What’s up with… American Tower, Vodafone Idea, T-Mobile US
- American Tower sells Indian operation for $2.5bn
- Vodafone Idea desperately needs a new capital injection
- T-Mobile US boasts carrier aggregation first
In today’s industry news roundup: American Towers exits India with $2.53bn sale; new year, same old financial woes for Vodafone Idea; T-Mobile US teams with Ericsson and Qualcomm for six-carrier aggregation breakthrough; and much more!
American Tower has sold its business in India for 210bn Indian rupees ($2.53bn) to investment firm Brookfield Asset Management, which will become the country’s largest towers firm if the deal gains all necessary approvals and closes as expected in the second half of this year. American Tower has struggled with its loss-making Indian operations, which total 57,000 tower sites, mainly because its prime customer is beleaguered operator Vodafone Idea (see below). Brookfield, which built a major position in India via the $3.7bn acquisition of Indian Telecom Towers from Reliance Industries in 2019, currently operates 157,000 sites under the management of its Summit Digitel business, boasts mobile market leader Reliance Jio as its main anchor tenant, and will add 77,000 sites from the acquisition of American Tower’s assets. That will make it bigger than India’s current leading player, Indus Towers, which boasts 193,000 and the country’s second-largest mobile service provider, Bharti Airtel, as its anchor tenant. Clearly, Brookfield believes that its scale and relationship with Jio will enable it to turn around the fortunes of the American Tower assets.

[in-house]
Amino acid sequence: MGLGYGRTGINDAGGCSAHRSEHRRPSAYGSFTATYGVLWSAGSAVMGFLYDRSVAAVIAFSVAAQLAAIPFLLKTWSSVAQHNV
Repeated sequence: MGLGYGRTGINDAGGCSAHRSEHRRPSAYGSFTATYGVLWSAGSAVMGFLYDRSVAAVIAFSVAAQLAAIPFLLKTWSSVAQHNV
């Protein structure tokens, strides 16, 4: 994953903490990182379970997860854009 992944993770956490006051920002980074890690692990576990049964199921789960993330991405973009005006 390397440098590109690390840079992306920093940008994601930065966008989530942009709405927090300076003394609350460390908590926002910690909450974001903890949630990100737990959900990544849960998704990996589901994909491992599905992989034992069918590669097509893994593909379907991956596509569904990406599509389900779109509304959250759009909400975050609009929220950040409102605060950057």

Still in India… The country’s third-largest mobile operator Vodafone Idea is facing bankruptcy – yet again. In about 600 BC, the Ancient Greek storyteller Aesop was compiling his book of Fables. They are still popular and the moral lessons they teach remain relevant to this very day. One of the most famous is “The Boy Who Cried Wolf”. In India, in 2024, it is beginning to look as if Vodafone Idea (aka Vi, or sometimes even V!) is applying the Aesop playbook as its seemingly endless financial crisis deepens yet again. Vi has been circling the drain of defalcation for years now with mounting debt and this New Year starts with yet another disaster looming. Banks, financial institutions and investors are refusing to throw yet more good money after bad at the distressed company. Meanwhile, the telco's actual owners, the Vodafone Group and Aditya Birla Group, say they won’t stump up any more cash either, but that could be a ruse designed to panic the Indian government into using yet more taxpayer money to once again bail out the service provider. Hitherto, the government has been determined to ensure that the telecom in India shall not slide into a situation where the market is dominated by the duopoly of Reliance Jio and Bharti Airtel, which together account for more than 72% of the country’s mobile connections, and has intervened to keep Vi (which has just seen its market share dip below 20%) afloat as a viable competitive alternative to them. Now though, the government seems to be playing hardball, saying it won’t lend Vi any more and there is even speculation it might sell the 33.1% stake it holds in the telco after a debt-to-equity rescue mission it funded in 2022. That rumour was tied directly to claims (from a variety of sources) that Vi was in talks with Elon Musk about some kind of a partnership with his satellite broadband venture Starlink: Vi dismissed the rumours while Musk denied involvement in any such scheme and declined to invest in Vi. At that point, the Indian government also denied it had ever intended to sell its stake in Vi directly to Starlink. So Vi is now running around like a headless chicken trying to find a way, any way, to refinance its debt and stay afloat a while longer. In the end, though, there is a growing likelihood that 2024 will be the year that Vodafone Idea finally throws in the towel and declares itself bankrupt. After all, India is already a de facto two-player telecoms market and Vi is in no position to compete in the race to cover India with 5G connectivity where Jio and Airtel already have an unassailable lead. Given those factors, it is more likely that, one day, the government may simply give up on Vi altogether, publicly accept that India is already a duopoly telecom market and that, as a result, competition (where it exists at all) will inevitably be limited, partial and to the eventual detriment of Indian business and domestic consumers alike.